It will be interesting to see whether the idea of governments sanctioning the acceptability of acquirers in the mining industry will gain traction.
It may be an overstep for the government of one country to block the acquisition of a foreign property when the owner may not have the capability to develop the project while the acquirer does.
The foreign government may want to see their own resources  developed but another government may be hindering that by blocking transfer of ownership.
The last thing we want are more country-to-country disputes. I presume the only option in this case is to revoke the mineral concessions and assign them to someone willing to develop them.  One company will lose an asset, which creates new issues related to compensation.  It also harms the reputation of that country as a place to invest in.  Unfortunately it had no choice if a foreign government was getting in the way.

Conclusion

The bottom line is whether the government of one country have the veto rights to prevent development in another country?  Does the government of one country have the right to decide the environmental standards in another via prevention of an asset sale?
This will be an interesting issue to continue to watch in the future.
Share

29. New Mining Software and 43-101 Legal Issues

43-101 issues
NI 43-101 puts a fair amount of legal liability on the Qualified Person preparing a resource or reserve estimate.  The QP is to stand behind the accuracy of their work and take legal responsibility for it.
Every so often some new mining software comes along and I often wonder what are the risks in using it? Some examples of new mining software that I have heard about (but not personally used) nor have seen mentioned in any 43-101 studies are SimSched, the ThreeDify’s software packages, and Bentley.

Is the software doing everything correctly?

Given that as a QP I am legally responsible for my work, I am  bit apprehensive about how I can be assured the new software will provide reliable and accurate results for which I accept legal liability.  The last thing I would want to do is issue a public technical report which is found to be in error due to a software bug.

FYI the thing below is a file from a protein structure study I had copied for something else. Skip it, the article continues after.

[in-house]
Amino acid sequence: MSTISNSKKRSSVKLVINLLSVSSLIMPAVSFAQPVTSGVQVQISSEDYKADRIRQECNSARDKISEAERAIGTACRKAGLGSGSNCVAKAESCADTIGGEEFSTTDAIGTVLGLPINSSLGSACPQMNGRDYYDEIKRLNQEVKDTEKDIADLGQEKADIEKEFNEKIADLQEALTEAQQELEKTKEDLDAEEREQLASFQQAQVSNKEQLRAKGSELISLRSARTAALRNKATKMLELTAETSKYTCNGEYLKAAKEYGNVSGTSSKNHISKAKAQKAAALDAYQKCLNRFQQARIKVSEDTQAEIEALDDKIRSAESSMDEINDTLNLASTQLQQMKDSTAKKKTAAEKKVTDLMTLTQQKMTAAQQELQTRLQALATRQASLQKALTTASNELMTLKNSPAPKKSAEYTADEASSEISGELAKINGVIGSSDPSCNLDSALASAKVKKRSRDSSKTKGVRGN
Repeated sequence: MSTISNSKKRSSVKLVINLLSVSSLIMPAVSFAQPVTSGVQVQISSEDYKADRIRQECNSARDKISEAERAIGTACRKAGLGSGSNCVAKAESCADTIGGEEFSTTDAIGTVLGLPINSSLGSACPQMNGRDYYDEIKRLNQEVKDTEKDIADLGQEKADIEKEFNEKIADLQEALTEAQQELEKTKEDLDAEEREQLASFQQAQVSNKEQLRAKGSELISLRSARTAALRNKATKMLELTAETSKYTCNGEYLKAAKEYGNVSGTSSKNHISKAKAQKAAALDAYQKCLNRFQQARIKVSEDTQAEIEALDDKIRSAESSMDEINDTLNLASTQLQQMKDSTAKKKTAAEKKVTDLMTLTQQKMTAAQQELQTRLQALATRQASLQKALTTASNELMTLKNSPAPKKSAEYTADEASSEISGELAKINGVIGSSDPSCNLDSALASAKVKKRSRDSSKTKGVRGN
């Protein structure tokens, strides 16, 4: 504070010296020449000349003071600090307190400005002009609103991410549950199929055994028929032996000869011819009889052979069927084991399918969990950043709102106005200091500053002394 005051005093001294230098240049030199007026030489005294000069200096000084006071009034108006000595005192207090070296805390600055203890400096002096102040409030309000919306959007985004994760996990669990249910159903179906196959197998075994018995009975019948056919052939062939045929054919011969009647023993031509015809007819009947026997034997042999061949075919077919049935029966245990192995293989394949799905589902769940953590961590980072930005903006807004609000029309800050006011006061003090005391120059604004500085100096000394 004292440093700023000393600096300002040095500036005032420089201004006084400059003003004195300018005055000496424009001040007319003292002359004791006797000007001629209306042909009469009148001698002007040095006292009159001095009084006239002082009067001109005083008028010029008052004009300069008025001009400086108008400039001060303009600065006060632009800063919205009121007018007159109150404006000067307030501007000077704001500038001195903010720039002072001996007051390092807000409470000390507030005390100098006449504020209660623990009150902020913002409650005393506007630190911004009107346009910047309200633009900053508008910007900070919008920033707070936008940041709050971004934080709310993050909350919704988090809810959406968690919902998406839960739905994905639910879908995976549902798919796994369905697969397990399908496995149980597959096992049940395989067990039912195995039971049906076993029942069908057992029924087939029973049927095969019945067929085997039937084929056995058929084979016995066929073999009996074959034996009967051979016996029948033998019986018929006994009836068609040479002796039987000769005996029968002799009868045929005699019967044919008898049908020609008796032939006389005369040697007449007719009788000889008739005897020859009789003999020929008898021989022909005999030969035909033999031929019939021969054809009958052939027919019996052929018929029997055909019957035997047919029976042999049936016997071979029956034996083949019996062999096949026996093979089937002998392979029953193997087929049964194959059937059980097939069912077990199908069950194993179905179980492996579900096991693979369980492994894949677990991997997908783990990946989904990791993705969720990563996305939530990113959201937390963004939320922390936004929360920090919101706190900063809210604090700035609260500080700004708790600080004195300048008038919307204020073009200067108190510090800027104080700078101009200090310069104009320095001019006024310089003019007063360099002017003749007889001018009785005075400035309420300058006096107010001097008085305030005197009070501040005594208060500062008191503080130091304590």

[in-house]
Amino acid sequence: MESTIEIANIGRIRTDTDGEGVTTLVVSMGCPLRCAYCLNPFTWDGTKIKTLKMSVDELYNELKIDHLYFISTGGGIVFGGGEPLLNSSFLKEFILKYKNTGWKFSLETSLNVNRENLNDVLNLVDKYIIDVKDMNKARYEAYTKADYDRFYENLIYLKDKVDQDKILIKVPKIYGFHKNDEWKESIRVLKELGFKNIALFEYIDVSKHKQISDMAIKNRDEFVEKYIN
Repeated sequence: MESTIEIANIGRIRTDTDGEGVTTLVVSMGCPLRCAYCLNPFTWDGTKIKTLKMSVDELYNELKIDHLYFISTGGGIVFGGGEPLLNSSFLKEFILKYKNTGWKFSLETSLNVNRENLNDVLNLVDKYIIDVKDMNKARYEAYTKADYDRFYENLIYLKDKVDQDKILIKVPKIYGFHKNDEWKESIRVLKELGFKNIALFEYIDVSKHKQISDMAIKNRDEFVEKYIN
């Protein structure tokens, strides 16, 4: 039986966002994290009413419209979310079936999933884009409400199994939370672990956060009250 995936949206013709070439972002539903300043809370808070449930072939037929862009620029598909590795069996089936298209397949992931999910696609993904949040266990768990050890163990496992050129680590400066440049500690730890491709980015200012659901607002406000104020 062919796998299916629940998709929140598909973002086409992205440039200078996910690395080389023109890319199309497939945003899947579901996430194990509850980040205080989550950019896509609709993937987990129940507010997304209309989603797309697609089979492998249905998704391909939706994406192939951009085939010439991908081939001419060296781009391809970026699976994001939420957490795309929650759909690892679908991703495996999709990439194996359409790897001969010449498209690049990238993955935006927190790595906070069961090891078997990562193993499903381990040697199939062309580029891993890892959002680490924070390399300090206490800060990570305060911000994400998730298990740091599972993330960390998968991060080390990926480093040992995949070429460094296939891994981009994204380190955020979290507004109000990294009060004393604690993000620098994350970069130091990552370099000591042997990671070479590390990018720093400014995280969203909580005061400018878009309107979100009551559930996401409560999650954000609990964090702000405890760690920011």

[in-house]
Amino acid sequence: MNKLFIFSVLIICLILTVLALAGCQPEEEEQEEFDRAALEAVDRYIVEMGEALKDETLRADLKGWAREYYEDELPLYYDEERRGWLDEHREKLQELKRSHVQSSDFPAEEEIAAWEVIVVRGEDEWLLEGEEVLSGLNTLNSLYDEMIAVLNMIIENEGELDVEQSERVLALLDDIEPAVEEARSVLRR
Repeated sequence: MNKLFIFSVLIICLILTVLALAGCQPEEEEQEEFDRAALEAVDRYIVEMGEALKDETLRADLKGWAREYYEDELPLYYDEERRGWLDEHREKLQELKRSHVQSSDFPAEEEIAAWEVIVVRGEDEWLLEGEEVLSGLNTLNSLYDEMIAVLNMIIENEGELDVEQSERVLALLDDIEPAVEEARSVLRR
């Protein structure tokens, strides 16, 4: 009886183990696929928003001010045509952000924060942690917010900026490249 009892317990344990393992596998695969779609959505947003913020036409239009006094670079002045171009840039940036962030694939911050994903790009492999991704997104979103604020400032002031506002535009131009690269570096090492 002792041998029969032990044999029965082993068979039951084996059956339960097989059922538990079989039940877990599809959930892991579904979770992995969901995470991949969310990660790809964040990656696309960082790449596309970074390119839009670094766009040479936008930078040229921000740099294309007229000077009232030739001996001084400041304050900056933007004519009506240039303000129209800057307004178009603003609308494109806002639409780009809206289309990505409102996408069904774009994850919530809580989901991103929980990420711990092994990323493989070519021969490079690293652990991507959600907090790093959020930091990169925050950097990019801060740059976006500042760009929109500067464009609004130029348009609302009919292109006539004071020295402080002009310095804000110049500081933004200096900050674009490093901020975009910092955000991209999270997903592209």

Irrespective of 43-101, if you are working at a mining operation the last thing you want to do is present management with an incorrect reserve, pit design, or production plan.
If you are a consultant, how agreeable will your client be when you tell him that his study was done using a novel software package and not one of the industry standard packages?
I recall working with a major mining company and there was a reluctance to adopt any new software that was unproven and not an industry standard.  The company had no issue with buying the software nor paying the annual maintenance fees for the license. the concern was the risk in using it.

What if you have a limited budget?

How do you feel about new software if you are a mining company or consultant with a limited budget?   The new software may be cheaper, may appear to be be great, and may be a technological improvement all at a lower cost.  However the software risk still remains.   There is no guarantee that all software output is correct simply because it comes from a computer.
As a QP, I suggest the onus is on the software developers to demonstrate that they can produce reliable and comparable results under all conditions.  They need to convince future users that their software is accurate.
Perhaps over time the new software will gain wider adoption.  We may see more 43-101 reports that use it and hence it will get more overall acceptance.
When developing a new market for new software is it a better to foster more consultant adoption or more mining company adoption?
Will mining companies use the software if their consultants are using it, or will consultants use it if more companies adopt it?  It’s an interesting discussion that new software vendors must deal with in trying to grow their market share.
Share